Proximal gastrectomy is currently accepted by surgeons as the most favorable type of operation for the treatment of early gastric cancer in the upper third of the stomach, from both a hormonal and a nutritional perspective. In advanced gastric cancer, total gastrectomy combined with lymph node dissection, a radical procedure, is widely used, because these cases are often complicated by lymph node metastases along the lower part of the stomach. On the other hand, various surgical procedures that preserve organs and their functions to the greatest possible extent have been advocated and put into practice. Besides, several reports have demonstrated that lymph node metastases were found in the splenic hilum but were not found along the lower stomach when the depth of invasion was limited to the muscularis propria. Because of this, proximal gastrectomy with splenectomy is an acceptable treatment for gastric cancer in the upper third of the stomach when the depth of invasion is limited to the muscularis propria.
Ikeda et al report a hand-assisted laparoscopic procedure that allows lymph node dissection and gastrointestinal reconstruction to be safely and easily performed ( 35 ).

Laparoscopic-assisted pylorus preserving gastrectomy has also been attempted. Because nodes at the infrapyloric or suprapyloric regions remain unless there is complete dissection ( they belong to the N1 group ), this procedure is indicated when lesions at these two sites are without node metastases ( 14 ).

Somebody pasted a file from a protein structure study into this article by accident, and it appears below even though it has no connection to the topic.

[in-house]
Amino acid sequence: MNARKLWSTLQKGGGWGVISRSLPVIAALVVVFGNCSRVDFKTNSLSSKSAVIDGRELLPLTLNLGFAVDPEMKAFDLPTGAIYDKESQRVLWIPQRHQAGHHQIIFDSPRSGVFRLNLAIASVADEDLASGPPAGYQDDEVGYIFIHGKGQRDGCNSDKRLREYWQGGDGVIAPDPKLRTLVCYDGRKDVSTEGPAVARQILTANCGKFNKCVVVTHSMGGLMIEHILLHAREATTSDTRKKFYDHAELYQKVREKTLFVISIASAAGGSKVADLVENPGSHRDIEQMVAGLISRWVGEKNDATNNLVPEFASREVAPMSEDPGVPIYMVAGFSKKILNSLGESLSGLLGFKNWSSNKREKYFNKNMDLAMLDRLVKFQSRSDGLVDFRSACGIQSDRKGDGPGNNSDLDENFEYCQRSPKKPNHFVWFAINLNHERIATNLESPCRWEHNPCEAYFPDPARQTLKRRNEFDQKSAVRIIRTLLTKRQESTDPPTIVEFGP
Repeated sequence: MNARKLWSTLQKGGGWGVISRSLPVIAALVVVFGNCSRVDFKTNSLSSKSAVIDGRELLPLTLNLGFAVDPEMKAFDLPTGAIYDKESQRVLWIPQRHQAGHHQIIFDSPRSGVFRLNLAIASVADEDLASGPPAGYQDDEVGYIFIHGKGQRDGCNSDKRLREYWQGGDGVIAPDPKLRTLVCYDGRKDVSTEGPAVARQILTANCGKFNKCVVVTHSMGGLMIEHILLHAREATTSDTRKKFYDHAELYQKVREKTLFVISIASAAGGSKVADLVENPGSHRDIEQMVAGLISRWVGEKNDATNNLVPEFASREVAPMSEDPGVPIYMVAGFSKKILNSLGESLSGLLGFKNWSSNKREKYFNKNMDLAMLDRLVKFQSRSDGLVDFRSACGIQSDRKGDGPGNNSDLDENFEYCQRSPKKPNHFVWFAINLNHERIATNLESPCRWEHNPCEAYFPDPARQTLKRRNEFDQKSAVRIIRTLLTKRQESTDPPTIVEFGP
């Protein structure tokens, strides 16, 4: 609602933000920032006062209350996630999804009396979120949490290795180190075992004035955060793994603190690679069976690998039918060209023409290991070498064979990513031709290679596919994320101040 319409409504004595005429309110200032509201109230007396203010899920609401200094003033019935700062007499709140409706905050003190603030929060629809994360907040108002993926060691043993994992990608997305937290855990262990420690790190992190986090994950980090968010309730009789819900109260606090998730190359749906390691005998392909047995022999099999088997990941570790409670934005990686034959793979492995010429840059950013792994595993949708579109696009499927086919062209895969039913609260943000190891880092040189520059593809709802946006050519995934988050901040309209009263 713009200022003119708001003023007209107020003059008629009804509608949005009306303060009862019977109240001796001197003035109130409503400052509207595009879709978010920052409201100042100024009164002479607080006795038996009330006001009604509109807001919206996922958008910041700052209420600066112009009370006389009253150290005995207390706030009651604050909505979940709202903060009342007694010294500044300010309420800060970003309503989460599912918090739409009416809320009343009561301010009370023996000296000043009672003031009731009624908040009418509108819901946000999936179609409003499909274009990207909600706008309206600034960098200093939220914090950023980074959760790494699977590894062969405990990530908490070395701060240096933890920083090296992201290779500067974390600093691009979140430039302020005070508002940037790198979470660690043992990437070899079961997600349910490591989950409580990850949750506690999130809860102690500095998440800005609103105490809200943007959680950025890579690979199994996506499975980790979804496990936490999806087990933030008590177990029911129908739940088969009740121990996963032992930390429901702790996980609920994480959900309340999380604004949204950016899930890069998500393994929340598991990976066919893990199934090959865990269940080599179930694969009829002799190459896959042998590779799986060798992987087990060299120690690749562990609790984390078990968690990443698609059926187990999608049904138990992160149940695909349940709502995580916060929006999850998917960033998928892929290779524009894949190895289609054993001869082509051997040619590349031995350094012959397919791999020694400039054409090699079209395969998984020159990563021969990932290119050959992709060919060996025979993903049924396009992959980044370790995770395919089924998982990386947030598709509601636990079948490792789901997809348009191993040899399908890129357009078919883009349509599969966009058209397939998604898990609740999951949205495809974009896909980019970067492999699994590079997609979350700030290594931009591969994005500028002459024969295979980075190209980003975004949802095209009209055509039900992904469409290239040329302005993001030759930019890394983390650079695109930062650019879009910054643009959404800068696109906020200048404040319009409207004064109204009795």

Horiuchi et al ligated the right gastroepiploic vessels and gastric vessels 1 cm from their origins, whereas Nakane et al preserved the right gastric vessels, vagal nerve, suprapyloric nodes and severed the right gastroepiploic vessels at its origin ( 36, 37 ). There have been no solid data, however , on tumors that do not have nodal metastases at those sites. Without this information, it may not be appropriate to limit nodal dissection from N2, except as part of a clinical study protocol ( 14 ).

So far, all reports of laparoscopic gastric resection for gastric cancer suffer from uncontrolled design, small numbers, and limited follow-up. A number of randomized, controlled trials are ongoing, and the results are awaited with interest. Until the data from these trials become available, laparoscopic gastrectomy should be considered only in select cases. Patients with early mucosal disease seem to be candidates for MIS procedures given the low ( <2% ) risk of nodal disease. In addition, those patients with advanced disease in whom a palliative resection is considered are also suitable candidates. For the remainder of patients, who currently constitute the majority of our practice, laparoscopic gastrectomy, although it seems safe and oncologically sound, should be recommended only within the confines of investigational trials ( 1 ).
Although the technical feasibility of D1 ( D2 ) nodal dissection using LAG has been shown, methodologic variations have been noted among practitioners. The method for electing appropriate patients has not been established. Therefore, the efficacy of nodal dissection with LAG compared with conventional open gastrectomy requires further evaluation before laparoscopy can supplant open radical surgery as the standard procedure, as has been done with laparoscopic colecystectomy ( 13 ).